The death of 9/11 mastermind Osama Bin Laden may very well be a turning point in the United States’ fight against terrorism. However, although a battle has been won, the “war on terror” is not yet over.
Since September 11, 2001, the government has taken steps to increase domestic security through changes in immigration rules, such as the visa revocation process. For instance, three years after the attack the DOS had revoked 1,250 visas based on information suggesting possible terrorist activities or links. These measures in part resulted from findings that the hijackers used temporary visas which allowed them to stay in this country and perpetrate the attacks.
Citing security concerns, the Department of State issued a new rule that allows a consular official to revoke an immigrant or non-immigrant visa “at any time, in his or her discretion”. The rule, which was published in the April 27, 2011 issue of the Federal Register, took effect immediately.
Under the new rule, the DOS may if practicable give notice of the revocation to the alien, but the consular official may revoke the visa without any notice to the alien either before or after the revocation is effected.
A visa may be revoked when the applicant was, has become, or may become, ineligible for a U.S. visa. Traditionally, this revocation authority was exercised for national security concerns and foreign policy interests.
Furthermore, the alien whose visa was revoked may no longer seek reconsideration of the revocation. Under the old rule, it was possible for the alien to receive a notice of intent to revoke with opportunity to respond and to appeal the revocation. Now, the only remedy is to re-apply for a visa and prove one’s eligibility all over again.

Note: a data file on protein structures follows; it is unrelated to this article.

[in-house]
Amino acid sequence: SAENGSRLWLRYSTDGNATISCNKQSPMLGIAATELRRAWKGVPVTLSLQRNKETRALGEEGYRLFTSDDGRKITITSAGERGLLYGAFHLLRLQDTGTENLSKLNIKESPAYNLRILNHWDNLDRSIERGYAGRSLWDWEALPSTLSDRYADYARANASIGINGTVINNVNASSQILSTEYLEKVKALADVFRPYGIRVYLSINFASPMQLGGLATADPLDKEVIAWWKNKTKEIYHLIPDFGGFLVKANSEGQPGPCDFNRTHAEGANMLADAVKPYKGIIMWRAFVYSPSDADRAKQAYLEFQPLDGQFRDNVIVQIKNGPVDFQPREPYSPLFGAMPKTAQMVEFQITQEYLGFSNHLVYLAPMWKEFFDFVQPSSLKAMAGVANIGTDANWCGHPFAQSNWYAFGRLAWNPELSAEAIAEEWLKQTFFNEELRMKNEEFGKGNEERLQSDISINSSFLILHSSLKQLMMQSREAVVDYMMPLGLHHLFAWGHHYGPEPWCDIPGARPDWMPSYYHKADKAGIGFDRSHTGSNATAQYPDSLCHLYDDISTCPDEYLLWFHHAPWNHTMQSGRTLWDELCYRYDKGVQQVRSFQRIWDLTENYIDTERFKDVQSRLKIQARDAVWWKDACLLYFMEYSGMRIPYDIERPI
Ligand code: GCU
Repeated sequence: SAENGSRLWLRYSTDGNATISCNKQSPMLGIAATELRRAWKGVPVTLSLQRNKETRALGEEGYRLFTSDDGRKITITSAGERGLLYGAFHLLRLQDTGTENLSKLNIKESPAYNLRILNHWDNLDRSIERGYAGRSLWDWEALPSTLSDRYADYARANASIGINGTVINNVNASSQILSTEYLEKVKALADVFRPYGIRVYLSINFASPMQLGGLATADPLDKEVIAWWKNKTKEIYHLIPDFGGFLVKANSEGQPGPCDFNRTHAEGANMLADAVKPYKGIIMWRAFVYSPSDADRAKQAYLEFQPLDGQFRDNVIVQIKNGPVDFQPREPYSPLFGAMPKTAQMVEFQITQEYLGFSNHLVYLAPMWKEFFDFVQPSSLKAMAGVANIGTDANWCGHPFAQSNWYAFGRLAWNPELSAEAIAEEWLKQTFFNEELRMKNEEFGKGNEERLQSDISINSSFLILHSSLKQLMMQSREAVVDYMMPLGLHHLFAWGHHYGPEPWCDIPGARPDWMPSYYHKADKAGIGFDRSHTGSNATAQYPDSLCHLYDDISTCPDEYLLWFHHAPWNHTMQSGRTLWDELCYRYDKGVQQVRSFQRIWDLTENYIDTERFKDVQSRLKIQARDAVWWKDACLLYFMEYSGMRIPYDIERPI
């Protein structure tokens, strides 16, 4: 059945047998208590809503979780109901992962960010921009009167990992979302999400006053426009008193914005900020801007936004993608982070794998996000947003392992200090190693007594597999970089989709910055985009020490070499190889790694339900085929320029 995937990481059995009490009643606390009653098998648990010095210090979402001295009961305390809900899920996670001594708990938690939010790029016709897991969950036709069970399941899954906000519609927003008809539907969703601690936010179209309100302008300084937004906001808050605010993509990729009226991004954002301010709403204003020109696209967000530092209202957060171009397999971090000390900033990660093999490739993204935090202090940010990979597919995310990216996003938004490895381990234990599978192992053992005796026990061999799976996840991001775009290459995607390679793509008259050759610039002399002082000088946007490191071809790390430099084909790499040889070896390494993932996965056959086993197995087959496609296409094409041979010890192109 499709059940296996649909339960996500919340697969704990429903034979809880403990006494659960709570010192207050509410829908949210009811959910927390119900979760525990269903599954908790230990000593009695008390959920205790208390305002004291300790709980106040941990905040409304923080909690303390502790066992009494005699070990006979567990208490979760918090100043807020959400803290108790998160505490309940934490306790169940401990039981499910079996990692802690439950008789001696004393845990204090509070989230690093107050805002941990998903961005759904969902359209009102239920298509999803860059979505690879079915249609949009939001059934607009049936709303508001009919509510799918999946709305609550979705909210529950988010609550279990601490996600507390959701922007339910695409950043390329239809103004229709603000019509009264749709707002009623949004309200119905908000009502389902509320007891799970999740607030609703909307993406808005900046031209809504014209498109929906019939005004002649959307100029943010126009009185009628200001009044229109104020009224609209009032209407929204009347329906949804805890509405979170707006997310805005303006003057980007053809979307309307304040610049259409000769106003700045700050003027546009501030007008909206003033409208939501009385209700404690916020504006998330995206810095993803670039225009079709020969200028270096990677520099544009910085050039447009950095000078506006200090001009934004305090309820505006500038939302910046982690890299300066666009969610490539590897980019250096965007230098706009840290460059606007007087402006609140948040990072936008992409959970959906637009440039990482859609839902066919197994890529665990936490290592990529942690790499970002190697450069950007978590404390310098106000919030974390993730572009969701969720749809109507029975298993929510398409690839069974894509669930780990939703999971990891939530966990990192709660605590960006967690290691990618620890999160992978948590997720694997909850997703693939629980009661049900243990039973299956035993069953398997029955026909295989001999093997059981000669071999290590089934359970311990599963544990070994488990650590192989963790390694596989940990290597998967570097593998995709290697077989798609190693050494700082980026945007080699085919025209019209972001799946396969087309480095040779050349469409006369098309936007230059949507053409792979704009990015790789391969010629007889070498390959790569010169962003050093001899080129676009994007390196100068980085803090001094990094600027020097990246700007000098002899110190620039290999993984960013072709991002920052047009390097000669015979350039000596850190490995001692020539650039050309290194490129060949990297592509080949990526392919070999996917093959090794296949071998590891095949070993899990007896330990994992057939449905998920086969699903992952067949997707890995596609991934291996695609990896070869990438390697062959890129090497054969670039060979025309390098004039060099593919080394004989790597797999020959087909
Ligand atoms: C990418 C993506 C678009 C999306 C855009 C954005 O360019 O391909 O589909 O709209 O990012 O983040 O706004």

Previously, the holder of the revoked visa was asked to submit the visa to be stamped “revoked”. However, the new rule states that the revocation is valid despite the failure or inability of the DOS to physically cancel the visa.
Because the visa holder no longer needs to be notified, there is a high probability that the alien will learn of the revocation only when he or she is refused admission at a port of entry. A revoked visa is invalid and may not be used for travel.
The new rule, however, allows for a provisional revocation when the DOS needs to consider more information that might lead to a final revocation. If the alien is found eligible, the visa will be reinstated without need of application.
Except for holders of provisionally revoked visas that were later reinstated, an alien whose visa was revoked must apply for a new one and his/ her eligibility will be adjudicated at that time. This means that even though you have several years remaining on your 10-year multiple entry visa, once it is revoked you may no longer use it to enter the U.S. and you would have to apply for another visa.
An immigration officer is also authorized to revoke a valid visa by physically cancelling it if the alien adjusts status or obtains an immigrant visa, is ordered excluded from the U.S., given permission to withdraw an application for admission, issued a final order of deportation, or permitted to voluntarily depart from the U.S.